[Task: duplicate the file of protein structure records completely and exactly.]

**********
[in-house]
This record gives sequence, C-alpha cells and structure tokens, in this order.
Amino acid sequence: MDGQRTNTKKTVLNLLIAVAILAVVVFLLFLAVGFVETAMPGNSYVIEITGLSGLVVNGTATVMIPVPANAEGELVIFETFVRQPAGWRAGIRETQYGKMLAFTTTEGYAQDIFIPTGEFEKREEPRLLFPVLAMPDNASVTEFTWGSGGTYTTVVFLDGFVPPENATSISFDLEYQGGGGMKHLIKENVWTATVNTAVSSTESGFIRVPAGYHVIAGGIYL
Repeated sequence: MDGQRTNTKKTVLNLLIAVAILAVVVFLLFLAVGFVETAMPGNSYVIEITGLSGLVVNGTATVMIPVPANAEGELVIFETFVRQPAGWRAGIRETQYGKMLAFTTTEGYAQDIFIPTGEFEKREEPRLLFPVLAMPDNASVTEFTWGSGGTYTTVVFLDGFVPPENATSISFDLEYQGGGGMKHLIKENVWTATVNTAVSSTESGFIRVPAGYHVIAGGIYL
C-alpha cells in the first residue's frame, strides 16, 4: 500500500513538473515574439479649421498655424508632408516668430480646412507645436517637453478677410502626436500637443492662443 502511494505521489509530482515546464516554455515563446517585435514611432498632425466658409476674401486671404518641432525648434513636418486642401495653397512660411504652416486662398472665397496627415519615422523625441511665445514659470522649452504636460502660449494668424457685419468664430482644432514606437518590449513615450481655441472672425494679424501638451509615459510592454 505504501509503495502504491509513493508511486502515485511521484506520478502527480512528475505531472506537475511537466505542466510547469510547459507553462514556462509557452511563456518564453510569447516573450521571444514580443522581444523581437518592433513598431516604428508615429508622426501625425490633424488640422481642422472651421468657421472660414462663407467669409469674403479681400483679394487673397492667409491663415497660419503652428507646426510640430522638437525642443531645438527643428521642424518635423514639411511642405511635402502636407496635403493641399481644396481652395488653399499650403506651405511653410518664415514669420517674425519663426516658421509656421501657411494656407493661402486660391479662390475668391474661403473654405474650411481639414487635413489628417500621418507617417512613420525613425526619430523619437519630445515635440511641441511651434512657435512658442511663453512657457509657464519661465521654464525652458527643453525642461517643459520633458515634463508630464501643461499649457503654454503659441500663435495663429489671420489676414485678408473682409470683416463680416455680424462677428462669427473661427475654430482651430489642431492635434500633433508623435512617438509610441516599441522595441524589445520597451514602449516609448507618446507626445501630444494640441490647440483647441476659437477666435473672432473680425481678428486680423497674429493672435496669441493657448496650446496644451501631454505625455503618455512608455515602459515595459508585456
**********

[in-house]
This record gives sequence, C-alpha cells and structure tokens, in this order.
Amino acid sequence: MDGQRTNTKKTVLNLLIAVAILAVVVFLLFLAVGFVETAMPGNSYVIEITGLSGLVVNGTATVMIPVPANAEGELVIFETFVRQPAGWRAGIRETQYGKMLAFTTTEGYAQDIFIPTGEFEKREEPRLLFPVLAMPDNASVTEFTWGSGGTYTTVVFLDGFVPPENATSISFDLEYQGGGGMKHLIKENVWTATVNTAVSSTESGFIRVPAGYHVIAGGIYL
Repeated sequence: MDGQRTNTKKTVLNLLIAVAILAVVVFLLFLAVGFVETAMPGNSYVIEITGLSGLVVNGTATVMIPVPANAEGELVIFETFVRQPAGWRAGIRETQYGKMLAFTTTEGYAQDIFIPTGEFEKREEPRLLFPVLAMPDNASVTEFTWGSGGTYTTVVFLDGFVPPENATSISFDLEYQGGGGMKHLIKENVWTATVNTAVSSTESGFIRVPAGYHVIAGGIYL
C-alpha cells in the first residue's frame, strides 16, 4: 500500500513538473515574439479649421498655424508632408516668430480646412507645436517637453478677410502626436500637443492662443 502511494505521489509530482515546464516554455515563446517585435514611432498632425466658409476674401486671404518641432525648434513636418486642401495653397512660411504652416486662398472665397496627415519615422523625441511665445514659470522649452504636460502660449494668424457685419468664430482644432514606437518590449513615450481655441472672425494679424501638451509615459510592454 505504501509503495502504491509513493508511486502515485511521484506520478502527480512528475505531472506537475511537466505542466510547469510547459507553462514556462509557452511563456518564453510569447516573450521571444514580443522581444523581437518592433513598431516604428508615429508622426501625425490633424488640422481642422472651421468657421472660414462663407467669409469674403479681400483679394487673397492667409491663415497660419503652428507646426510640430522638437525642443531645438527643428521642424518635423514639411511642405511635402502636407496635403493641399481644396481652395488653399499650403506651405511653410518664415514669420517674425519663426516658421509656421501657411494656407493661402486660391479662390475668391474661403473654405474650411481639414487635413489628417500621418507617417512613420525613425526619430523619437519630445515635440511641441511651434512657435512658442511663453512657457509657464519661465521654464525652458527643453525642461517643459520633458515634463508630464501643461499649457503654454503659441500663435495663429489671420489676414485678408473682409470683416463680416455680424462677428462669427473661427475654430482651430489642431492635434500633433508623435512617438509610441516599441522595441524589445520597451514602449516609448507618446507626445501630444494640441490647440483647441476659437477666435473672432473680425481678428486680423497674429493672435496669441493657448496650446496644451501631454505625455503618455512608455515602459515595459508585456